Tag Archive: Christie

Why Christie Can Win

Let me be clear.  I think Chris Christie is not qualified to be Governor and he has no coherent plan for New Jersey.  Many of the writers here and in the press keep pointing out the inconsistencies and inaccuracies in his positions.   Maybe this will matter to the voters.  I don’t think so.

Voters want a change in how New Jersey is run.  They look at the many frustrations of living in this state (e.g. high taxes, corruption, …) and feel government could be run significantly better.   I don’t think they really want to choose change along the lines of what Christie or the Republican party is proposing.  But they will vote for Christie if he is seen as the only agent of change.  

Governor Corzine has done an ok job in a difficult economic climate.  He has made some progress in putting the state on a better economic footing.   But it is at best a limited amount of progress.   I do not perceive him as believing that NJ government needs fundamental change.   There have been too many incidences where he has accepted and continued the status quo by reappointing the same players and continuing the same policies as the past.  

The prime example is municipal and school aid, which take up the lion’s share of NJ’s budget.   The Governor has talked up consolidation but has no results to show.   Instead, particularly with school aid, we have continued increases in funding levels.   It does not seem that the Governor has a great enough interest in reforming schools and municipalities to fight the good fight.   Can anyone point out any area of NJ government that has been reformed by this administration?

In contrast, President Obama is fighting for significant and fundamental change on a vast number of issues.   For all the mistakes he may make, it’s clear that the President knows that there are a lot of problems at the federal level he should solve.

I unfortunately don’t perceive Gov. Corzine as being committed in the same way to fixing NJ’s problems (other than the immediate fiscal crisis).    Do I think he’s a better choice than Christie?  Yes.  But I think it is challenging to portray him as an agent of change, and I think that will be the main issue in this election.



Supermajority is super bad idea

Crossposted from Channel Surfing:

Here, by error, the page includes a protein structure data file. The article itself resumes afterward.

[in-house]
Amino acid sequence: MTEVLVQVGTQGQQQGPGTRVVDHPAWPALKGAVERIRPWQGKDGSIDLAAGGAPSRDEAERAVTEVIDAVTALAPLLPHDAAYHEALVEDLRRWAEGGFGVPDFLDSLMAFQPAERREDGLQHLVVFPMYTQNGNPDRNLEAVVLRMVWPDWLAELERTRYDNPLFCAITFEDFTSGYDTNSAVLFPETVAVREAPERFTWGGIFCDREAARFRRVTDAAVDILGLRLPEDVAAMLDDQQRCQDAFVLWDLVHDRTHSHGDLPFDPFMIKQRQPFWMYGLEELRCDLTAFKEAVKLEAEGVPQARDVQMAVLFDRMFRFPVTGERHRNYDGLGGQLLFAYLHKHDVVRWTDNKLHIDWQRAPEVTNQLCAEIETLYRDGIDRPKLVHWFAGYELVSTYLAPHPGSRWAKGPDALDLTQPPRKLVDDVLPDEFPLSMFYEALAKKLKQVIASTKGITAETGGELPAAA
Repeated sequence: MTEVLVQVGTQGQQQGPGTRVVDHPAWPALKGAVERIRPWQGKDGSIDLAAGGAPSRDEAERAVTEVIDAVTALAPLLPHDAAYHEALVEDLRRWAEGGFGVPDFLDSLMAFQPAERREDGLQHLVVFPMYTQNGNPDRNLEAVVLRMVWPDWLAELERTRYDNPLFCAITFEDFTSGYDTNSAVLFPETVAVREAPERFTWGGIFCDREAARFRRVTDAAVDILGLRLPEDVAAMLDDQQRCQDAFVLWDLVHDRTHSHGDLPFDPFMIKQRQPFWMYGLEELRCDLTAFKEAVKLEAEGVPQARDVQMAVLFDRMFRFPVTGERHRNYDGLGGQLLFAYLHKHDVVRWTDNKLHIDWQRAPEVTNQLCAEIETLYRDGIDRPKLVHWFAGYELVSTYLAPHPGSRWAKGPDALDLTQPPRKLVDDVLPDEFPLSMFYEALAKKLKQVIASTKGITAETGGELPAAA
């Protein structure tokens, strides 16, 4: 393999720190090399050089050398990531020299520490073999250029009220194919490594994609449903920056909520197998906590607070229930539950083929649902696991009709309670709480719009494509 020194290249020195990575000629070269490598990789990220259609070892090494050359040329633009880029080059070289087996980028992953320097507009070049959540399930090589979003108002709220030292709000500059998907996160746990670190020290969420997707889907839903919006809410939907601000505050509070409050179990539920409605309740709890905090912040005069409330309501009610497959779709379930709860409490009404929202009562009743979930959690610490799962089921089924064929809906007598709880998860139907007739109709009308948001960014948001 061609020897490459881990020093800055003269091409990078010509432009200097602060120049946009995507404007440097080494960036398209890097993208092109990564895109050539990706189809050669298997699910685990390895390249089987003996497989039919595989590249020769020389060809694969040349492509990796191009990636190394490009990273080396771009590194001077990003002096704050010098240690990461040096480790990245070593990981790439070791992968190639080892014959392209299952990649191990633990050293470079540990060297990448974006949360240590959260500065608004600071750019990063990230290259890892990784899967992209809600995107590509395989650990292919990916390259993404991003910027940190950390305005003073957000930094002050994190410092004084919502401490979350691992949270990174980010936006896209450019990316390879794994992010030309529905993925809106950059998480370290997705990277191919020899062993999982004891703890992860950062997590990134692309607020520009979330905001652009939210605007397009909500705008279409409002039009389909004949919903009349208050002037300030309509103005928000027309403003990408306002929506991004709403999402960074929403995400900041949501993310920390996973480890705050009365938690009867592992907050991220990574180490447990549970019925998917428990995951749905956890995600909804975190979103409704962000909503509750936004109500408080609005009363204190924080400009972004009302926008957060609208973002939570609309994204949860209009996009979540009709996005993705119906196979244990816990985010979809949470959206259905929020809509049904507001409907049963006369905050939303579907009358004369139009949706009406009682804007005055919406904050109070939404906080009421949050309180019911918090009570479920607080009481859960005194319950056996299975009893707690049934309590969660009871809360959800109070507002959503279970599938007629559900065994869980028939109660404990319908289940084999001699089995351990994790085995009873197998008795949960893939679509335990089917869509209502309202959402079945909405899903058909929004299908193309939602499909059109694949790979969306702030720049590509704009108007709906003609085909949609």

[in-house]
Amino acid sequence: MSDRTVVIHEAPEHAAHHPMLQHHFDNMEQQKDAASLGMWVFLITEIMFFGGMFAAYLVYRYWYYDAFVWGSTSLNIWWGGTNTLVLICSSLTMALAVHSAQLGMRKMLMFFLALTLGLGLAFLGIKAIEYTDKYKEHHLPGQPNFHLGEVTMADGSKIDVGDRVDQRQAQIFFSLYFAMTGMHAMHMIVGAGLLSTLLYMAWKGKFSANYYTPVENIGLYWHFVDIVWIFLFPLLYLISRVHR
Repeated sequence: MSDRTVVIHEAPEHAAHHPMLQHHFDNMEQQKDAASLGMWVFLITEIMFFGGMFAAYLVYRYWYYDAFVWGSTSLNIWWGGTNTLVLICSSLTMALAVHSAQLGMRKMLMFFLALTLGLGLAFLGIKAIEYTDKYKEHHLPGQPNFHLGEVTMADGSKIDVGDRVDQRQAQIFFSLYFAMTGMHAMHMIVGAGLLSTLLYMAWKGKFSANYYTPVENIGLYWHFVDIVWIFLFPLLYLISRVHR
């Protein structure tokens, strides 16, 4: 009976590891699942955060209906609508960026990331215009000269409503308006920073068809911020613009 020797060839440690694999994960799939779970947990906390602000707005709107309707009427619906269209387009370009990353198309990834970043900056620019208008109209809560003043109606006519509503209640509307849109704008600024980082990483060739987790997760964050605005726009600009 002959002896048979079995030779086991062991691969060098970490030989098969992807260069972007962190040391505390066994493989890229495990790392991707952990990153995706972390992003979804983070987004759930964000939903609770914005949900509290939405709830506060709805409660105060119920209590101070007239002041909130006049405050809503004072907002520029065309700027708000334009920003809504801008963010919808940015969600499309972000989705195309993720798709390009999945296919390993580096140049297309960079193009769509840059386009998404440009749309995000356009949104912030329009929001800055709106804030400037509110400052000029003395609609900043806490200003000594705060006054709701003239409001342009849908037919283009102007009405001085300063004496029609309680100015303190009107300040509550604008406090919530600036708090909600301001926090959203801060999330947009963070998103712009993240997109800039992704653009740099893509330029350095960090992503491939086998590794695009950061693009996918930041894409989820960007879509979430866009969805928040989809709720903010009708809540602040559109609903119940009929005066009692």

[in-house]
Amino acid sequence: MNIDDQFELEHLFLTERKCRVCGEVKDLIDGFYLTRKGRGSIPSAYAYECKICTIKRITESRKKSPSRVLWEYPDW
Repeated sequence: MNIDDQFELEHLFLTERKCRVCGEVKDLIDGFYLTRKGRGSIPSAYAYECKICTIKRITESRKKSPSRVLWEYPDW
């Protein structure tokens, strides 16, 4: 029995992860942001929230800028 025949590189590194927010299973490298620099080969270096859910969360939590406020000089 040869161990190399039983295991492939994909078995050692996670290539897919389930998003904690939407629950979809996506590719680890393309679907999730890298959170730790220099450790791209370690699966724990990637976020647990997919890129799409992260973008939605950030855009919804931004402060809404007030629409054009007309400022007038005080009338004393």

This proposal, offered in an advertisement from Republican front runner Chris Christie, should disqualify him from being governor.

“I would ask the legislature to pass a constitutional amendment to be put on the ballot for the voters of New Jersey to require that any time taxes are going to be raised or new taxes imposed, that it require a 2/3 vote of both houses of the state legislature,” says Christie. “So it wouldn’t be easy for one party just to come in and raise taxes 103 times without any ability to restrict them.”

How Corzine Could Lose To Christie…

A number of excellent diaries have been written on BlueJersey.com illustrating the hypocrisy, ineptitude and downright foolishness of the Christie campaign.





As I’ve been saying for years, Chris Christie is a partisan political hack who is a corrupt (de facto, at this point) absolute hypocrite.

If he were REALLY smart/gutsy he would simply admit the reality and the truth that pay to play IS New Jersey politics and that that’s a game he has indeed played……then he could go about proposing serious root to branch reforms that would truly clean up the problem (for a period of time, then the weeds would have to be cut back again).

By admitting/confessing that he was/is a creature of the de facto corrupt system and getting down to a truly serious/comprehensive proposal to actually clean up the shit…he would defuse the attacks on him….and get credit for actually proposing real solutions.   That would leave Jon Corzine looking like a flat footed fool.

Fortunately for Jon Corzine and our Democratic party, Christie, so far, is way too much of a prideful chickenshit asshole to take the high road I proposed.   Christie is so wedded to the absolutely corrupt Bush administration that he would have to virtually renounce his whole career to sincerely pull off the tactic I suggested….so far there is no indication that Christie is that smart or that he has the guts to do it.

At some point, New Jersey politics will be cleaned up.   I’m not sure any of the current players from either “mainstream” party have the balls or the integrity to propose and implement radical solutions to a radical problem; but hope springs eternal.

Pay to play is a systemic cancer that permeates the very DNA of New Jersey politics at the cellular level…..anyone who has been involved in, or informed about, politics in NJ knows just how deeply and thoroughly dirty it is.   There is no shortage of data that makes the case airtight.